SEOUL -- European diesel-powered cars have become increasingly popular in South Korea in recent years on the back of higher gasoline prices and a shift toward conspicuous consumption.
In 2014, diesel models accounted for 39% of all newly registered passenger vehicles, nearly double their share three years ago. By 2013, the share of diesel-powered vehicles was greater than that of gasoline-powered ones when commercial trucks are included.
At a Shinho Motors showroom in Seoul, the best-selling model is the BMW 520d, a diesel-powered car priced at 63.9 million won ($56,954). But there are none to be seen. "We don't even need to display the model. It is that popular," said a sales team leader. Shinho Motors is the official dealer of German carmaker BMW in South Korea.
Since 2011, the 520d has ranked either No. 1 or No. 2 among all imports in South Korea. "In effect, it has pioneered South Korea's diesel car market," said an official close to BMW.
Diesels are spreading to other models as well. One 28-year-old man visiting the showroom already owned a diesel-powered Audi. Although he was considering a BMW for his second car, he planned to stick with diesel. "Diesel cars have better acceleration and are fuel-efficient, so I am looking to buy another diesel," he said.
Up until the early 2000s, many South Korean drivers thought of diesels as dirty. The government used to set strict standards for emissions of nitrogen oxide and other exhaust, which limited the market. But in 2005, the president eased these rules, bringing them in line with European standards.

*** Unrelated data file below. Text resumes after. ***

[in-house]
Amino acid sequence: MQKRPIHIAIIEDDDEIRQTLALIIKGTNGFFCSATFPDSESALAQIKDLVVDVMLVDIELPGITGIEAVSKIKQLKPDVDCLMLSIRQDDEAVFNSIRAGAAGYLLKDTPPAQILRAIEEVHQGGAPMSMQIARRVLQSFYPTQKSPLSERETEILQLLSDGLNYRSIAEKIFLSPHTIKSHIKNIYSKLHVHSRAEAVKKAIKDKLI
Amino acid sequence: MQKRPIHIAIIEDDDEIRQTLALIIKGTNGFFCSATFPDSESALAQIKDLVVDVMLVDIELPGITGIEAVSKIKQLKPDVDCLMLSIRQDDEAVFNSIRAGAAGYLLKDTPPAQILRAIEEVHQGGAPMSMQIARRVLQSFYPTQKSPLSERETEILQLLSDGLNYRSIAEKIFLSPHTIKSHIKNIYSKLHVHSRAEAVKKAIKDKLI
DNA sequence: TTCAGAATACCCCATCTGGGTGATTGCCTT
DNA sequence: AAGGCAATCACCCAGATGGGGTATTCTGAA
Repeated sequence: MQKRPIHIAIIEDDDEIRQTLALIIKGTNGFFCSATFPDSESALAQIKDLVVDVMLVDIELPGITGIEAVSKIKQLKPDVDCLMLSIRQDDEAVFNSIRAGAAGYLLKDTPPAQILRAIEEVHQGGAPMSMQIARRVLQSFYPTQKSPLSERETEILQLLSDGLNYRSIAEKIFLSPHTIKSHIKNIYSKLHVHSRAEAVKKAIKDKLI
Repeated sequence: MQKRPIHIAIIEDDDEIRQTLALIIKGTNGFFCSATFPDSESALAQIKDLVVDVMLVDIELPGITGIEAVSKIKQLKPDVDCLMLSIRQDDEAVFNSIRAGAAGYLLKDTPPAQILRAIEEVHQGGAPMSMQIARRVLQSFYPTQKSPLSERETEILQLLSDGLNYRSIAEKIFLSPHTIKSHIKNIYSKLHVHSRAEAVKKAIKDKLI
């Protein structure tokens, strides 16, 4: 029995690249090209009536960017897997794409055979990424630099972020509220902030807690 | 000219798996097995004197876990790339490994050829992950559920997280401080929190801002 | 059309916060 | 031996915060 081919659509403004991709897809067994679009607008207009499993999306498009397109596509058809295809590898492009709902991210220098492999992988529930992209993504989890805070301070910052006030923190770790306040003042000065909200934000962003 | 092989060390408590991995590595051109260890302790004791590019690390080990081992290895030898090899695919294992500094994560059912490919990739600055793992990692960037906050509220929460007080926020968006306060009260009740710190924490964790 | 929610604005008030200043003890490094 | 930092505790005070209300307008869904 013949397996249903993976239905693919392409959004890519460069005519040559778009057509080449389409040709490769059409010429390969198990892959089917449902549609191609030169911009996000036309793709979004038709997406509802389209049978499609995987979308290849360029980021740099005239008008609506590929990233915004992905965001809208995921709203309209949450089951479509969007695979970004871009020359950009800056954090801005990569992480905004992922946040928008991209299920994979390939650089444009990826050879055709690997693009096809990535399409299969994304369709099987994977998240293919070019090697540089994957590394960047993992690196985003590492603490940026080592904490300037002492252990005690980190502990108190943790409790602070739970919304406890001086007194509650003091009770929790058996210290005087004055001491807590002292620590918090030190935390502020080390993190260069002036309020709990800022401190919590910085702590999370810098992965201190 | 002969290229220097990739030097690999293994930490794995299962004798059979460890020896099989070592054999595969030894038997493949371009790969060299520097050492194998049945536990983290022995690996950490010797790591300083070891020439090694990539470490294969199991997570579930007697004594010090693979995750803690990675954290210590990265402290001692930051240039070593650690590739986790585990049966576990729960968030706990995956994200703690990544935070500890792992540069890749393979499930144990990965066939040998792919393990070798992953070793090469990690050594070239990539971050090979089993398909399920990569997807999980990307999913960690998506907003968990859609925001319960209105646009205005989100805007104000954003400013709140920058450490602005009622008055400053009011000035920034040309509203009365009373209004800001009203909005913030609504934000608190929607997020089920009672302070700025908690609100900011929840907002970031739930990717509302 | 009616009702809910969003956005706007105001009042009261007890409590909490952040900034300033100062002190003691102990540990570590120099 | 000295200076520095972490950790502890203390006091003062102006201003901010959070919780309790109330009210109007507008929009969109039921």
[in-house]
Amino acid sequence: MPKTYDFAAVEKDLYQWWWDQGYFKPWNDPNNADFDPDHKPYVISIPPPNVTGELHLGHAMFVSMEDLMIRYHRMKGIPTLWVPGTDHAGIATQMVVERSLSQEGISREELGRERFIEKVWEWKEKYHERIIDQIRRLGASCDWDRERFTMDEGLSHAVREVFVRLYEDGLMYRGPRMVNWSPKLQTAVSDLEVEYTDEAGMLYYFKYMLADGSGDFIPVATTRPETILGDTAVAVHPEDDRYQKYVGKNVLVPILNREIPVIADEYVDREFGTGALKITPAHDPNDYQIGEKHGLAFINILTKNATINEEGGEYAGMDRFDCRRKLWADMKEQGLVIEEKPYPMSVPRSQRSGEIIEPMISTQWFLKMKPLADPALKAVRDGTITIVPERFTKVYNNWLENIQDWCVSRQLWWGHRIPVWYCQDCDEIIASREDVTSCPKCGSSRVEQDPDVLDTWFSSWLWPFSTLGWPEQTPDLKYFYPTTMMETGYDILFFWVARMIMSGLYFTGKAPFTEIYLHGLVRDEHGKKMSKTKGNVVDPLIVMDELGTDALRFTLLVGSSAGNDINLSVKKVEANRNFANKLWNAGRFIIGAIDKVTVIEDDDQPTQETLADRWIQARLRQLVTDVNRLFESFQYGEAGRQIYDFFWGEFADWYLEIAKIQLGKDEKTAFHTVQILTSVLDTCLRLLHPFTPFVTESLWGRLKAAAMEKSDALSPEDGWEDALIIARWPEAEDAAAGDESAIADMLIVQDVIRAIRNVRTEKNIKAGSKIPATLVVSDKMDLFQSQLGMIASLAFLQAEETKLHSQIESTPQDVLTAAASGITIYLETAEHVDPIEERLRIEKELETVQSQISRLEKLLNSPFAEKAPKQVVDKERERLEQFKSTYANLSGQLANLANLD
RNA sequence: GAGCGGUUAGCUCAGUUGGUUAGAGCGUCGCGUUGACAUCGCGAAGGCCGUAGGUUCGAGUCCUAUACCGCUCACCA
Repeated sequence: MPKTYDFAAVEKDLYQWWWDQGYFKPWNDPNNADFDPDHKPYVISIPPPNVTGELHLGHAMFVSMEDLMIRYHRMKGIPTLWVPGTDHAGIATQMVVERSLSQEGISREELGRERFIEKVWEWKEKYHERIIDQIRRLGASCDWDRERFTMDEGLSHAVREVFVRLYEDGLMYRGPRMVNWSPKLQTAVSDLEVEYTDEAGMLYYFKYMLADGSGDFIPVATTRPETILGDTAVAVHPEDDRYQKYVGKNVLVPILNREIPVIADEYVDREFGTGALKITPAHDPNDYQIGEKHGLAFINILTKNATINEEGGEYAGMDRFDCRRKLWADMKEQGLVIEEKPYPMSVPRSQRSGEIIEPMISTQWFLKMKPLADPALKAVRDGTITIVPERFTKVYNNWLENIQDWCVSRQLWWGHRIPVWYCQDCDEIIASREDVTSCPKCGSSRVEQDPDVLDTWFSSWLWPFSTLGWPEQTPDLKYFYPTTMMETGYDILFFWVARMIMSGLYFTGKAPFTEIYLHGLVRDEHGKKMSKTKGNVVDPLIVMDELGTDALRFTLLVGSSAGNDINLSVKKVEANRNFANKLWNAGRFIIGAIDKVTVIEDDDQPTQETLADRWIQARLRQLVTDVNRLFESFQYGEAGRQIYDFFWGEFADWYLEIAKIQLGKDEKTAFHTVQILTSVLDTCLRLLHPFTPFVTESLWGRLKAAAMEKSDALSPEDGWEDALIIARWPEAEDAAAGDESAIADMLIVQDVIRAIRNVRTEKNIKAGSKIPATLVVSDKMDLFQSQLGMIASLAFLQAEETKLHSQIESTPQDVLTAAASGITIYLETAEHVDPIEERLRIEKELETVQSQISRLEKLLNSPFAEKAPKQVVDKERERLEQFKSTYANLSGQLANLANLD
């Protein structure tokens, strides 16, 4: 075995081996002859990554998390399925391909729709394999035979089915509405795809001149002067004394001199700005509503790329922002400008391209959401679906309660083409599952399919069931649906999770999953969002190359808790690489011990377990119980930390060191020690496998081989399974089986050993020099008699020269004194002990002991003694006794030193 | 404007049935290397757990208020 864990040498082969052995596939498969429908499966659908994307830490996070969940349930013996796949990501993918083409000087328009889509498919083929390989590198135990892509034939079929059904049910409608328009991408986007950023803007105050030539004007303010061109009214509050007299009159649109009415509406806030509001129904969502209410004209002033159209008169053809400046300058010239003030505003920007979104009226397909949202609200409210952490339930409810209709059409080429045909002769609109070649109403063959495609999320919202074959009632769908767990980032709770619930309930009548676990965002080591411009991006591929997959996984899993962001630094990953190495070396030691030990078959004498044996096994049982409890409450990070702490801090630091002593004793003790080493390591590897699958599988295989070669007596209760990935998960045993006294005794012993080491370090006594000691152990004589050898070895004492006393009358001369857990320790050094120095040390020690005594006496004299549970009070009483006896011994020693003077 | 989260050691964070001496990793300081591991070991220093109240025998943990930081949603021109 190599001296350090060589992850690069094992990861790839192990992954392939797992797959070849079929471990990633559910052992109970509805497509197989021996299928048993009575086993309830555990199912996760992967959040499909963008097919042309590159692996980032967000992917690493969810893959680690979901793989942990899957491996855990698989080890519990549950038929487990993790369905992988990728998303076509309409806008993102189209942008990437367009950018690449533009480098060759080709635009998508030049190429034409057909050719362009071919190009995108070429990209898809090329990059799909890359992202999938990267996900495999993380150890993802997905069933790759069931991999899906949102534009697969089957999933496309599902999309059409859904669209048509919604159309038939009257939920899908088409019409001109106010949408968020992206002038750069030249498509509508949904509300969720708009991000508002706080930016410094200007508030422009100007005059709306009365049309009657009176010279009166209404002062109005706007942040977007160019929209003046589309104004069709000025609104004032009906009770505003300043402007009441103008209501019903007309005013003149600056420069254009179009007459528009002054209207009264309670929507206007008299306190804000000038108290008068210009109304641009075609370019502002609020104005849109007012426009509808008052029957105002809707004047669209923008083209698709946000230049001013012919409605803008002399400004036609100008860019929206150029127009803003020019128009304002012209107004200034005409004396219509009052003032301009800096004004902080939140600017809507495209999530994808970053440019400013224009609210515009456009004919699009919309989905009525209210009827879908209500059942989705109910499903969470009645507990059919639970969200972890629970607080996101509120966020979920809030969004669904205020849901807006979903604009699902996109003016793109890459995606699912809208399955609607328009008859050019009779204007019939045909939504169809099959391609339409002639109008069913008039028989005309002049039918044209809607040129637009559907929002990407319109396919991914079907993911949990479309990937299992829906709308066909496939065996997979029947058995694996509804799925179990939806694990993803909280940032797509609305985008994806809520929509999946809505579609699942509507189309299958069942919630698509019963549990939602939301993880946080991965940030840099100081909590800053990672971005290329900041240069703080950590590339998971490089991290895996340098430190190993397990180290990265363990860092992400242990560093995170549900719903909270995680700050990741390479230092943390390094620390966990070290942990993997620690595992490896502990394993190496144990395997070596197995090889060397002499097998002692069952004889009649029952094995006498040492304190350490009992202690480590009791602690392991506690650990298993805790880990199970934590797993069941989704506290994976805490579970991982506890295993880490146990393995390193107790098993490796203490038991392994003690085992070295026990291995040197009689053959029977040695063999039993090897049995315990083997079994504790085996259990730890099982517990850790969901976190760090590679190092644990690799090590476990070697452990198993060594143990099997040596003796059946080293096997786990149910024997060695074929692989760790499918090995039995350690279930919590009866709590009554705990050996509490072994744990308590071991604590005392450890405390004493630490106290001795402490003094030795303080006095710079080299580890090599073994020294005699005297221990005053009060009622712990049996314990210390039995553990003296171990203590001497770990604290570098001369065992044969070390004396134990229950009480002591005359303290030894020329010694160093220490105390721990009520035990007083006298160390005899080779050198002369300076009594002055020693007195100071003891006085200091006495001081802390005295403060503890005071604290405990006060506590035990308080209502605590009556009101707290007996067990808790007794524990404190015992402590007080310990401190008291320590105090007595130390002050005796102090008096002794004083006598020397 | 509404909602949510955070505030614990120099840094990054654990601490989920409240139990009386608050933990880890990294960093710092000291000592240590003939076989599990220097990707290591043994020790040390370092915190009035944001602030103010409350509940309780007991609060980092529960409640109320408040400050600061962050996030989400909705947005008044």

The wave of diesel popularity in South Korea was set off by soaring gasoline prices, which took off in 2010. In 2012, retail prices peaked at 1,985 won per liter, according to the Korea National Oil, 24% higher than in 2009. Diesel prices also rose, to 1,806 won per liter in 2012, but that was about 10% lower than gasoline. And diesel-powered cars get better fuel economy.
Many South Koreans see cars as status symbols and many believe that adults should not drive subcompacts. Diesel cars fit the bill for drivers who want a large or midsize foreign car that is fuel efficient.
Penny pinching has little to do with the trend. Although the stronger won has helped make foreign cars somewhat cheaper, their sticker prices are still higher than domestic makes. On the contrary, there has been a move toward more conspicuous consumption. Many South Koreans once saw it as their patriotic duty to buy domestic. Nowadays, people in their 30s and younger are less interested in supporting their country with their wallets.
For years, Hyundai Motor and Kia Motors have controlled around 70% of the domestic auto market. But now South Korean consumers are increasingly looking to stand out from the crowd. This, combined with higher gasoline prices, is encouraging more drivers to choose foreign diesel cars. The cachet of a foreign brand is another draw.
European luxury car makers have seized their chance with strong diesel lineups. Reductions in auto tariffs since the launch in 2011 of a free trade agreement between South Korea and the European Union helped European manufacturers sell 160,000 cars in 2014, around double the volume of three years earlier and 80% of South Korea's imported car market overall, according to the Korea Automobile Importers and Distributors Association.
In contrast, sales of Japanese cars have skidded. Their share dropped to 12% of imports in 2014, down from their 36% share in 2008.
Hyundai and other domestic automakers have released diesel versions of their existing models to try to keep the Europeans at bay, so far with little success.